“the formation, strengthening or restoration of the habits (skills), which play an auxiliary, facilitatory role in sport perfectioning.”
“as a means of educating abilities, developed insufficiently by the selected type of sport, raising the general work capacity or preserving it.”
“as active rest, assisting the restoration processes after significant, specific loading and counteracting the monotony of the training.”

Essentially, these exercises consist of any means that elevates a certain trait developmentally required within the athlete, or characteristically found within the sport itself. This secures the multilateral development of physical abilities, especially the abilities neglected by sport-specific exercises (61).
PASM’s structure and success ultimately depends upon the functional base provided by GPP. All ensuing content of SPP is constructed on the framework provided by GPP, while the continuous content of GPP depends on the requirements of SPP. Therefore, GPP must guarantee constant progress for PASM to continue and flourish. But the rational combination of the two methods must be regulated. Any excessive volume of GPP work causes a reduction in the necessary volume of SPP and results in deterioration of the mature sporting form. And any excessive reduction in GPP volume at the expense of SPP reduces the functional base, restricts progress, and results in elementary movement illiteracy (24)(73).

Movement Dynamics

The underlying principle surrounding the creation of GPP can be found in the fundamental element governing all sports – movement. In Verkhoshansky’s original research on the biodynamical structure of movement, we find the Principle of Dynamic Organization (68). Within this, he describes athletic performance as a complex interaction of many movements, and sport now becomes a problem solving activity in which movements are used to produce the necessary solutions. Since these movements are created and regulated by the CNS, our goal in training should be to enhance that efficiency in order to solve the problems associated with learning a new motor task. The ability to create and recreate successful, rhythmic motor programs changes continuously while the body consistently searches for a more efficient interaction between the structures of the motor complex. The effectiveness to use one’s motor potential to achieve success is the essence of skill acquisition.

Initially these motor programs are weak and unpredictably scattered across the movement spectrum. Not only is the gross motor act as a whole dynamically unstable, but also so is the young athlete’s perceptual ability. Then, as adaptation occurs from the imposed loading, the ability to effectively manage the new motor skills develops. Now, with repetitive practice of a motor act, the range of variation decreases, and the interaction between the neuro-muscular systems can be coordinated through specific patterns of simultaneous and sequential actions, and accurately regulated over shortened periods of time.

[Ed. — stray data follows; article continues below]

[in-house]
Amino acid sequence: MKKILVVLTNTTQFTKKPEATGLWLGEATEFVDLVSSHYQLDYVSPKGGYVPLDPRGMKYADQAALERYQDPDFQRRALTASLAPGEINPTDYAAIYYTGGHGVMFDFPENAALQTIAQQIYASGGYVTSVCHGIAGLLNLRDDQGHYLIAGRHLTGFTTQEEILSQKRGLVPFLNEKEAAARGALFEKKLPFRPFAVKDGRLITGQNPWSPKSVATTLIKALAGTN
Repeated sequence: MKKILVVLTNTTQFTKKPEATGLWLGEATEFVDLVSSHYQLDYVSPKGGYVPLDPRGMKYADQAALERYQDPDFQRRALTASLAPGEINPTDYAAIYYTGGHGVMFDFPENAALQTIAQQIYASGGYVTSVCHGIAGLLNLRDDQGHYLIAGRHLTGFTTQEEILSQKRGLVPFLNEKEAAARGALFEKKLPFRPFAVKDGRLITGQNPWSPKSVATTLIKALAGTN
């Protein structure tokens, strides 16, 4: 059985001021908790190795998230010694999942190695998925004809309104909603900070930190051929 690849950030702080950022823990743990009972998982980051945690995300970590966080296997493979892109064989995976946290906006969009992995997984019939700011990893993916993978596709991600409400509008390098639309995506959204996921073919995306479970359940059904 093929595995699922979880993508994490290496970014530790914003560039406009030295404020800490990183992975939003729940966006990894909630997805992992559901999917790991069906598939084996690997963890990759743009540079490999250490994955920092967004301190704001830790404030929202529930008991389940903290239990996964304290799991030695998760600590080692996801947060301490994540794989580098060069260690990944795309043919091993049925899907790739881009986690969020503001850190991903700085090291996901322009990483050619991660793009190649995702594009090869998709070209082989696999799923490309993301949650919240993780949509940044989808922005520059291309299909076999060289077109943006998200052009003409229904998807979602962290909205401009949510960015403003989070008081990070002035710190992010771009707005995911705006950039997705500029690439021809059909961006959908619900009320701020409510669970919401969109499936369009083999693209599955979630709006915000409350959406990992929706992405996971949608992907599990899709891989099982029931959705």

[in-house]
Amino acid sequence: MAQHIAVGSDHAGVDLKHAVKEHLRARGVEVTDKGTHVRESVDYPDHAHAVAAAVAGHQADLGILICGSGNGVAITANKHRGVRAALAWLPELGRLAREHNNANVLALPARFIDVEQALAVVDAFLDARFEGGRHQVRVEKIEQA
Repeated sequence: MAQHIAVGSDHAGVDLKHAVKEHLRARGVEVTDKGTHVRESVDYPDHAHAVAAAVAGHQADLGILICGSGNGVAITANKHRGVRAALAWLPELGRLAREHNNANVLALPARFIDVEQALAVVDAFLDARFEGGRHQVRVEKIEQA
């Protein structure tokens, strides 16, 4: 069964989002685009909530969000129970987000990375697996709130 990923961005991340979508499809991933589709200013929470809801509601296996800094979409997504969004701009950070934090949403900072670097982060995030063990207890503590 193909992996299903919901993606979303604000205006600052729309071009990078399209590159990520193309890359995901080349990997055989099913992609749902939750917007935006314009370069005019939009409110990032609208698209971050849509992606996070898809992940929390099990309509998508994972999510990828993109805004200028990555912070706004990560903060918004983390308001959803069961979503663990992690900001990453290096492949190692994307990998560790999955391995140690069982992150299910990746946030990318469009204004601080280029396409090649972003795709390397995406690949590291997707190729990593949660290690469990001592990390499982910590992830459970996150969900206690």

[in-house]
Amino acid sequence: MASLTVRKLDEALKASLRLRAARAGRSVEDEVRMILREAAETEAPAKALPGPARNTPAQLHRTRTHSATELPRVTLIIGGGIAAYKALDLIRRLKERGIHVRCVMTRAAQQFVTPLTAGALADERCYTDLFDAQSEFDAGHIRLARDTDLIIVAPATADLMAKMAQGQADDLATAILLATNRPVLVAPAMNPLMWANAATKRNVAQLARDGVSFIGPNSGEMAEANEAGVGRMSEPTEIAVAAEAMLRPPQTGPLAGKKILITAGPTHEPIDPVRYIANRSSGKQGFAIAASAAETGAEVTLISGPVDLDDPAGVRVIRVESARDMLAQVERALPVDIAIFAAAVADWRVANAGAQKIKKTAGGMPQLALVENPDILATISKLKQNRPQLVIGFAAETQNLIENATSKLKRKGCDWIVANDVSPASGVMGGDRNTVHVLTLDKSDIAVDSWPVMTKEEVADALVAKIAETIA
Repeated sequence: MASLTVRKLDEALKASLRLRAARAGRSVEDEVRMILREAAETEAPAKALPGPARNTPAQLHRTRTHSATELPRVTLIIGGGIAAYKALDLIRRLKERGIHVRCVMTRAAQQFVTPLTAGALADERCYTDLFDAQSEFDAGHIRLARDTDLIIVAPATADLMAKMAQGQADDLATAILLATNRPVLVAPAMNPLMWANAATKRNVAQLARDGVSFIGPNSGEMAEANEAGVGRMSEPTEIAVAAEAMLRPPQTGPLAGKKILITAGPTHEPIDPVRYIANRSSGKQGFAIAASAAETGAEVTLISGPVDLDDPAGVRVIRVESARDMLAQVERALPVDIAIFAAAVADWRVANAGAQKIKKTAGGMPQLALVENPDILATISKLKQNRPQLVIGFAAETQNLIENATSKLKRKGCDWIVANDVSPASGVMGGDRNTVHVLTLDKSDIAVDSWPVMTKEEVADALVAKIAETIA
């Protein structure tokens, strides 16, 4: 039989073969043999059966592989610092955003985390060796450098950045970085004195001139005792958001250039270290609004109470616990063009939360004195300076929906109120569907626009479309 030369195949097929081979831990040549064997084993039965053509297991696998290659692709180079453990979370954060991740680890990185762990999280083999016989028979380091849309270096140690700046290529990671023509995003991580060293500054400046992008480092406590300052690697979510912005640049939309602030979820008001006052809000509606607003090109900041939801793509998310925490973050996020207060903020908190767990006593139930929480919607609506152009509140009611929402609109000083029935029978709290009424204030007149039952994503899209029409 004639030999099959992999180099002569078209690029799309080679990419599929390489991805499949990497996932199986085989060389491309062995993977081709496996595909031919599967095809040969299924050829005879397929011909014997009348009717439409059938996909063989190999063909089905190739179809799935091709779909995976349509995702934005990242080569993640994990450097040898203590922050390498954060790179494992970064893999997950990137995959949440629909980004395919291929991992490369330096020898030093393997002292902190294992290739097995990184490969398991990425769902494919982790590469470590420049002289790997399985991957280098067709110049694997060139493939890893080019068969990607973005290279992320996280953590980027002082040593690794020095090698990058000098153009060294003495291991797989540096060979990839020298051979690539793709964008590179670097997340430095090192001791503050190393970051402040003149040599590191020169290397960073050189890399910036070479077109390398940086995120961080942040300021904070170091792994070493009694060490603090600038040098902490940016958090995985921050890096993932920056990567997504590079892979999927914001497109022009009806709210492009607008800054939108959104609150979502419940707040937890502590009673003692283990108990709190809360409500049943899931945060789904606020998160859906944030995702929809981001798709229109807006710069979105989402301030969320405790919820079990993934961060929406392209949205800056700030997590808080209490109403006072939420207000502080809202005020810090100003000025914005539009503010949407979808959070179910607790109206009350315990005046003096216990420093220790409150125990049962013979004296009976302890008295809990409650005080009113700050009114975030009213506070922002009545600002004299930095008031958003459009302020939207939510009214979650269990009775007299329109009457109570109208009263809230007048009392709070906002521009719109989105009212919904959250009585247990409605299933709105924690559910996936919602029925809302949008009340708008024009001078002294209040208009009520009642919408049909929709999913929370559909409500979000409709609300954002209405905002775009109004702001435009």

As this motor system becomes integrated, it is now able to react and functionally evolve as a whole. It possesses a certain flexibility that allows it to now cope with strong external stimuli without disrupting its functional effectiveness. This becomes possible because of the biodynamic structure’s ability to adapt to the internal effects caused by external events. In general, the biodynamic structure consists of the sum of all external and internal forces acting on the body while it performs a specific motor task.
Even though these conflicting interactions appear to operate independently of one another, they react simultaneously and are dependent upon one another, to an extent that increases motor learning. The total sum of external interaction forces the dynamic or reactive adaptability of the internal system’s structure, whereas the internal interaction forces the reactive adaptability of the external system’s movement over time. But the control of the external interaction on the motor complex is only possible through the internal biodynamical structure (48)(68).

Each of these previous discussed factors is involved in the process of solving motor tasks and directly influences the results. Therefore, each must be considered when one is analyzing the biodynamical structure and it’s influence on the working-effect of the movement. From this, one is able to select the special motor skill tasks to facilitate learning.

Applying the Principle of Dynamic Organization to the research of Shumway- Cook and Woollacott, who proposed a three-stage model of readiness for the acquisition of motor skills for children, we find a step-by-step progression that takes into consideration the internal and external interaction forces on the development of a motor skill (45). As a side note, I felt the authors’ suggested progression was to condensed for beginners. Initially, there should be a greater separation of stages to account for the development of the simple motor act to a complete motor system. Revised and in sequence, they are now as follows:

Repetition of the fundamental motor act using the proper form.
Repetition and implementation of the motor act into the complete motor program using proper form.